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leg Band Woes

post #1 of 3
Thread Starter 

Yesterday Hubs commented that one of my hens skips instead of running.  So I started watching who was doing what. I saw the skipping, but she seemed fine; i just thought, "More chicken weirdness."  Then I found the same hen roosting in the nest box instead of on the roost.  Went to move her to the roost and noticed that her leg band had gotten too tight and her foot was swollen. Tucked her under my arm and removed the band.  It's one of those spiral bandettes.  I somehow sliced her leg removing the band. Couldn't staunch the bleeding so i took her in the house  for some better first aid. Pressure didn't help, but copious amounts of quick-stop worked.  I put on a gauze bandage covered with vet wrap and she got to stay in the house overnight.  She's back in the coop, but she's spent all day sitting outside in the rain. I'm sure the bandage is soaked.  I'll re-do it tomorrow, but i'm worried it's going to get infected staying wet so long.  If it does, what would be better, an injectable antibiotic or a topical one?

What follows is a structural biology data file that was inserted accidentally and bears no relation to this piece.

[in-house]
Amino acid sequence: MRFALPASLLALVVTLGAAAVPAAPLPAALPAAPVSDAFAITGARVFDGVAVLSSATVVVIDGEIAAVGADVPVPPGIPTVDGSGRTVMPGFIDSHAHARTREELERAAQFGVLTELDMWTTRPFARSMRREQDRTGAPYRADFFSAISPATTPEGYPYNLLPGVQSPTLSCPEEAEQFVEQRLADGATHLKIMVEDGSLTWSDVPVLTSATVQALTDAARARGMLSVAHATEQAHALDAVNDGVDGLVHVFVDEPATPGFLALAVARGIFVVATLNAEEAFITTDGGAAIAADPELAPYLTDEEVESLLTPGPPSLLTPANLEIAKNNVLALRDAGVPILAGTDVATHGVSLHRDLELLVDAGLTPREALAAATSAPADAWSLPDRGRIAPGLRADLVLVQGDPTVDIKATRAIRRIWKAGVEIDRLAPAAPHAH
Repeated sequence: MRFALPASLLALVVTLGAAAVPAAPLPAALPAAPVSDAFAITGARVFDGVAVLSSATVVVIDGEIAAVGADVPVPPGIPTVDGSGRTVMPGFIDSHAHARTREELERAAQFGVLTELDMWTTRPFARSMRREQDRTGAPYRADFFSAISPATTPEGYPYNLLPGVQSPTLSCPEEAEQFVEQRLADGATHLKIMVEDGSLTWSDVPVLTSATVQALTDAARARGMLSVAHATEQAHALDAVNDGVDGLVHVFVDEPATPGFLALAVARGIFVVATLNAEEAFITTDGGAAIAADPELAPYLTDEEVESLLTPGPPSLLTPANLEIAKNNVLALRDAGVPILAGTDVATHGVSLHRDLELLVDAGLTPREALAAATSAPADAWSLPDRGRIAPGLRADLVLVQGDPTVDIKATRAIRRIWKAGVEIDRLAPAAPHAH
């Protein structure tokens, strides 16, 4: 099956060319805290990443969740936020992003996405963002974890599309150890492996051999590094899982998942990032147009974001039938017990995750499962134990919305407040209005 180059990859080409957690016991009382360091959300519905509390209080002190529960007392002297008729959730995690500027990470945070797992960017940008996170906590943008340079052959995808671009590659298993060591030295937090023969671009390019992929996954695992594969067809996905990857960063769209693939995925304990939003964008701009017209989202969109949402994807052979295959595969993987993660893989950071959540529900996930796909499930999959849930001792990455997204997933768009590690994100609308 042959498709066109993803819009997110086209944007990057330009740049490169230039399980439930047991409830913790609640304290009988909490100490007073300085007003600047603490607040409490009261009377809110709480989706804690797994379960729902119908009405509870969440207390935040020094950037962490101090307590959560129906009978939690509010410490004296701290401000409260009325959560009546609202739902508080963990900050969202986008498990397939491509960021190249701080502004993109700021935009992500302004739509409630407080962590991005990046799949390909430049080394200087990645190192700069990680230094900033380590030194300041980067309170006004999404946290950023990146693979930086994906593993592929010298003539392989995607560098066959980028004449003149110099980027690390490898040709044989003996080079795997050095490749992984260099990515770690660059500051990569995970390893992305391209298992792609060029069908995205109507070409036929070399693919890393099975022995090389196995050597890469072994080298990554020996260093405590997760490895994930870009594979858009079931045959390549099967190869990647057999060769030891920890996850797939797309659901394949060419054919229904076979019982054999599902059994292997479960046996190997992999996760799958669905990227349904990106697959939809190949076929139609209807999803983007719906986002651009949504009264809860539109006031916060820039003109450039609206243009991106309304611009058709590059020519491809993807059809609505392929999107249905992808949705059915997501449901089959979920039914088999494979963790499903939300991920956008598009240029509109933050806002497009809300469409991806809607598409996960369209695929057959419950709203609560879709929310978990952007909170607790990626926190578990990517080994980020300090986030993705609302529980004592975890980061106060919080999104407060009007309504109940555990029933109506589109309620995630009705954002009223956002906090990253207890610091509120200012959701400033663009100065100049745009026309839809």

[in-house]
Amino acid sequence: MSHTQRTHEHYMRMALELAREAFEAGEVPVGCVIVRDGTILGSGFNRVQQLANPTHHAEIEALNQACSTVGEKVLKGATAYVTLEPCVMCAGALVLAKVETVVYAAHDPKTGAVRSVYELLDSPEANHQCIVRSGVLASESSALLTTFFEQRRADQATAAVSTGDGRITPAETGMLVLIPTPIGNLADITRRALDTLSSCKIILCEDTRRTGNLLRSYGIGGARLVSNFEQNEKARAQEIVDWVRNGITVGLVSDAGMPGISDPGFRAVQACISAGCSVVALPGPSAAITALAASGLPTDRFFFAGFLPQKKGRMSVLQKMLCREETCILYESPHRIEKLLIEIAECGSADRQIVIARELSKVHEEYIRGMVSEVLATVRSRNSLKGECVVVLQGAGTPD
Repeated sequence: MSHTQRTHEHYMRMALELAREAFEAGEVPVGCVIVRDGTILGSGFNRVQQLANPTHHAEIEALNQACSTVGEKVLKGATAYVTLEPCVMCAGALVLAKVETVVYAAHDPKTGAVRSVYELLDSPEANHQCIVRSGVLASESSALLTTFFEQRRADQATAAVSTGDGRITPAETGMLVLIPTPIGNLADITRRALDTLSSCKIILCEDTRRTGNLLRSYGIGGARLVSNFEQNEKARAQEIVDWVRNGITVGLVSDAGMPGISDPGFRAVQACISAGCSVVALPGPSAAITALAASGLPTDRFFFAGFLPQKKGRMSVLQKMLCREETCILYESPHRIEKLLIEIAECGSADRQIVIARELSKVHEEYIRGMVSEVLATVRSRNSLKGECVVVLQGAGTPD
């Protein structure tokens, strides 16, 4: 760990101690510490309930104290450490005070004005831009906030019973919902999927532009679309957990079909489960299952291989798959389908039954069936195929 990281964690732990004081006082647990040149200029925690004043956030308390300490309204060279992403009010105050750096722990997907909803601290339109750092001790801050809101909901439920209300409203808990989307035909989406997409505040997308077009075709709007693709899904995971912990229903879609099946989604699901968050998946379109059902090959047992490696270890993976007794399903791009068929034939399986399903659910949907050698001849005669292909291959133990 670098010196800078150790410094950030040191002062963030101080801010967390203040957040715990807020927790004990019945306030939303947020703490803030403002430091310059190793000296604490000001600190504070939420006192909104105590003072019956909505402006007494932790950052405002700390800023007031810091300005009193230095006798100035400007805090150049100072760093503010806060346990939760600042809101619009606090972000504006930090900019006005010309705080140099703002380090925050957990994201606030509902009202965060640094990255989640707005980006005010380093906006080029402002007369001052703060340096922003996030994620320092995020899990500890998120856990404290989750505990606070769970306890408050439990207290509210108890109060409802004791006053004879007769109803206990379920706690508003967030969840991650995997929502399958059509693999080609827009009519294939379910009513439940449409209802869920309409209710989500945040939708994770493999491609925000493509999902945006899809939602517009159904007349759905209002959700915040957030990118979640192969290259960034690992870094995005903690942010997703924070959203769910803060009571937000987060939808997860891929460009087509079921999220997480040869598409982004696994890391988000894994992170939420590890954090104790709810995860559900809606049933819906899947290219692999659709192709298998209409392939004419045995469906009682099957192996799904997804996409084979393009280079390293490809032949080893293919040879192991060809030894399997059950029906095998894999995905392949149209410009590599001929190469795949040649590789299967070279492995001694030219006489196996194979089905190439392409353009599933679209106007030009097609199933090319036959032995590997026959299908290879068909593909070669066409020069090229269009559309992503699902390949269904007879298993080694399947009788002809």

post #2 of 3

One of the best antibacterial sprays for chickens is Vetericyn. I generally clean the wound, then spray Vetericyn, then apply some Polysporin or triple antibiotic ointment and bandage.

post #3 of 3

No need for an injectable antibiotic at this point.

Might be a good idea to isolate her in the coop for a day or two, to keep it dry.

I used a wire dog crate in the coop for an injured leg.

Like any other wound, just keep an eye on it.

Apply topical antibiotic ointment(nothing with pain relief -'caine' suffix) each day.

As long as the wound is not bleeding or being pecked at, its best to leave it open to the air.

Great article on VENTILATION, one of THE MOST IMPORTANT aspects of coop design.

Fantastic treatise to help decide how much SPACE your chickens need.

 

Chicken math is not just 'addition'...but also should include Division, Multiplication and especially Subtraction!!!

 

Quoting centrarchid:

"Make every effort to understand your chicken's biology and the environment that supports it."

Reply

Great article on VENTILATION, one of THE MOST IMPORTANT aspects of coop design.

Fantastic treatise to help decide how much SPACE your chickens need.

 

Chicken math is not just 'addition'...but also should include Division, Multiplication and especially Subtraction!!!

 

Quoting centrarchid:

"Make every effort to understand your chicken's biology and the environment that supports it."

Reply
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